Paddy remembers the early days of his Bangor cricket career fondly as most of us are prone to do. He talks with great joy about the opportunity to play cricket with his father, Tim, and many of those who now grace the boundary at Uprichard, “I played with Lowry Cunningham, John Elder, Michael Rea, Chris Harte and Ian Houston. The first time I saw my Dad swear was in the changing room of the 1990 Junior Cup Final. After a poor fielding performance, he asked us in no uncertain terms if any of us actually wanted to win the match. Jonny Hewitt, in his own inimitable style, assured Dad ‘don’t worry Tim, I’ll just score a 50 and we’ll win it’. A feat he achieved with ease.” Paddy talks with excitement and reverence about these memories, cricket is the ultimate form of nostalgia after all.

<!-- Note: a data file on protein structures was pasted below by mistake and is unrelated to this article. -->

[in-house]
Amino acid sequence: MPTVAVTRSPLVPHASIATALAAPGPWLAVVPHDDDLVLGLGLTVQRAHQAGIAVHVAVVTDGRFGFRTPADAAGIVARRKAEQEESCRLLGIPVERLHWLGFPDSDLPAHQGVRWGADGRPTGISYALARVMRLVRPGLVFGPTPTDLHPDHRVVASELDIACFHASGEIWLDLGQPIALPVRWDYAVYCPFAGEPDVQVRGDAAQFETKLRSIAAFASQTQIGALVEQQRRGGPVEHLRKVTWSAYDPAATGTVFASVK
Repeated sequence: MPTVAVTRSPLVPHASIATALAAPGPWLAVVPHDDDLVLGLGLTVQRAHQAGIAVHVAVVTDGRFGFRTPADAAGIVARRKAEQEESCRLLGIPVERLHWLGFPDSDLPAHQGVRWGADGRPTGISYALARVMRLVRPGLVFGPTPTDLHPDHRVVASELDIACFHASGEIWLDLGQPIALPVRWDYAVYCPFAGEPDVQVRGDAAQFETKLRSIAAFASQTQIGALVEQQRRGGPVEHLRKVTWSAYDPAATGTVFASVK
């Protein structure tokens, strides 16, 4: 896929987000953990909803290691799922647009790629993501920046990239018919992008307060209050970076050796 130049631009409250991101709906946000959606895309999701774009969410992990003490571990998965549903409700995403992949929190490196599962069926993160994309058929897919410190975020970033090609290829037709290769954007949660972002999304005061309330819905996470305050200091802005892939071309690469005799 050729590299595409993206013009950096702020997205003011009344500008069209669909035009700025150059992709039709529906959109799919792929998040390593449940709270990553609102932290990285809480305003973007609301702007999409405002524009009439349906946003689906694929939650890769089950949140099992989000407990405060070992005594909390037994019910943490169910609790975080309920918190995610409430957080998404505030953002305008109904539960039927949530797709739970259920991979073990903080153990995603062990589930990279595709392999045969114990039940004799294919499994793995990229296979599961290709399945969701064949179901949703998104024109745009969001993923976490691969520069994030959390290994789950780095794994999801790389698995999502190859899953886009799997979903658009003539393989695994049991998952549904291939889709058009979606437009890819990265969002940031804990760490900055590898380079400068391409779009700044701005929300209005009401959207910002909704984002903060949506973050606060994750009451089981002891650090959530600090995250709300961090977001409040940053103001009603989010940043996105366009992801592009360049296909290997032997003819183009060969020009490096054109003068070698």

On gaining a place at Queens, Paddy’s cricketing career took an unexpected turn. “The years at Queens were great fun, but they were bad, bad men. It was very much a social club that played cricket, with an emphasis on the social.” While thanking various deities for the lack of smart phones and social media in the early 90s, Paddy tells stories that are scarcely believable. Especially, when you consider that many of his peers from those years now have very respectable jobs and form the fabric of Northern Ireland society. From Queens, Paddy moved to England to complete his PGCE and won a Lancashire Trophy with Lancaster before moving to London. Here he played at a high standard for Old Rutlishians in the Surrey League.